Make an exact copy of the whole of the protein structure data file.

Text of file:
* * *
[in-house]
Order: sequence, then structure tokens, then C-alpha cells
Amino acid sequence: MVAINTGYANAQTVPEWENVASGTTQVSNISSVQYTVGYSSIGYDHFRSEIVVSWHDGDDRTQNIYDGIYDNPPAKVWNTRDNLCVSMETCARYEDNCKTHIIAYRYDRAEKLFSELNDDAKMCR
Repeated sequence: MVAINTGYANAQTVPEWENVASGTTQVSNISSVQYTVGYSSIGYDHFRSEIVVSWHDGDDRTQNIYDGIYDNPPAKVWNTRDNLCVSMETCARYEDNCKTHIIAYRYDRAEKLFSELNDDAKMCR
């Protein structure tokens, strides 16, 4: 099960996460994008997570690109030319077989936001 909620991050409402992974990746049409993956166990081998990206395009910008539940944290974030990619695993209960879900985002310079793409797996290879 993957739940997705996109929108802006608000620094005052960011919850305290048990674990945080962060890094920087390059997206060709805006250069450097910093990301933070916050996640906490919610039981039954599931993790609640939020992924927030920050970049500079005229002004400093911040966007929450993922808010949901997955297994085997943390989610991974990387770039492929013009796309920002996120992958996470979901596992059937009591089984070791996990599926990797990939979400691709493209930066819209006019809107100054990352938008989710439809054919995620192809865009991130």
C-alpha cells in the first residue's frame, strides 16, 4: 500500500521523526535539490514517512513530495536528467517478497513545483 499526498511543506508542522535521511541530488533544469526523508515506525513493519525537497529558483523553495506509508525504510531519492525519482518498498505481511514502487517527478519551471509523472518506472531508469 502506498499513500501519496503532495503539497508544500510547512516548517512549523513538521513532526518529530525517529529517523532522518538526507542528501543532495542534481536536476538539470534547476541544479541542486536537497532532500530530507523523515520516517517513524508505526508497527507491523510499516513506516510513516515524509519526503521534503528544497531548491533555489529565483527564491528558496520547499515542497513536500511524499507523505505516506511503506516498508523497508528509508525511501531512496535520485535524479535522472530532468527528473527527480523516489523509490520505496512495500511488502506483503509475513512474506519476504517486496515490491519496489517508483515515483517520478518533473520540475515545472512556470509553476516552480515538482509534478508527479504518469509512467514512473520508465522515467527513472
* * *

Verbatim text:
[in-house]
Order: sequence, then structure tokens, then C-alpha cells
Amino acid sequence: MVAINTGYANAQTVPEWENVASGTTQVSNISSVQYTVGYSSIGYDHFRSEIVVSWHDGDDRTQNIYDGIYDNPPAKVWNTRDNLCVSMETCARYEDNCKTHIIAYRYDRAEKLFSELNDDAKMCR
Repeated sequence: MVAINTGYANAQTVPEWENVASGTTQVSNISSVQYTVGYSSIGYDHFRSEIVVSWHDGDDRTQNIYDGIYDNPPAKVWNTRDNLCVSMETCARYEDNCKTHIIAYRYDRAEKLFSELNDDAKMCR
């Protein structure tokens, strides 16, 4: 099960996460994008997570690109030319077989936001 909620991050409402992974990746049409993956166990081998990206395009910008539940944290974030990619695993209960879900985002310079793409797996290879 993957739940997705996109929108802006608000620094005052960011919850305290048990674990945080962060890094920087390059997206060709805006250069450097910093990301933070916050996640906490919610039981039954599931993790609640939020992924927030920050970049500079005229002004400093911040966007929450993922808010949901997955297994085997943390989610991974990387770039492929013009796309920002996120992958996470979901596992059937009591089984070791996990599926990797990939979400691709493209930066819209006019809107100054990352938008989710439809054919995620192809865009991130």
C-alpha cells in the first residue's frame, strides 16, 4: 500500500521523526535539490514517512513530495536528467517478497513545483 499526498511543506508542522535521511541530488533544469526523508515506525513493519525537497529558483523553495506509508525504510531519492525519482518498498505481511514502487517527478519551471509523472518506472531508469 502506498499513500501519496503532495503539497508544500510547512516548517512549523513538521513532526518529530525517529529517523532522518538526507542528501543532495542534481536536476538539470534547476541544479541542486536537497532532500530530507523523515520516517517513524508505526508497527507491523510499516513506516510513516515524509519526503521534503528544497531548491533555489529565483527564491528558496520547499515542497513536500511524499507523505505516506511503506516498508523497508528509508525511501531512496535520485535524479535522472530532468527528473527527480523516489523509490520505496512495500511488502506483503509475513512474506519476504517486496515490491519496489517508483515515483517520478518533473520540475515545472512556470509553476516552480515538482509534478508527479504518469509512467514512473520508465522515467527513472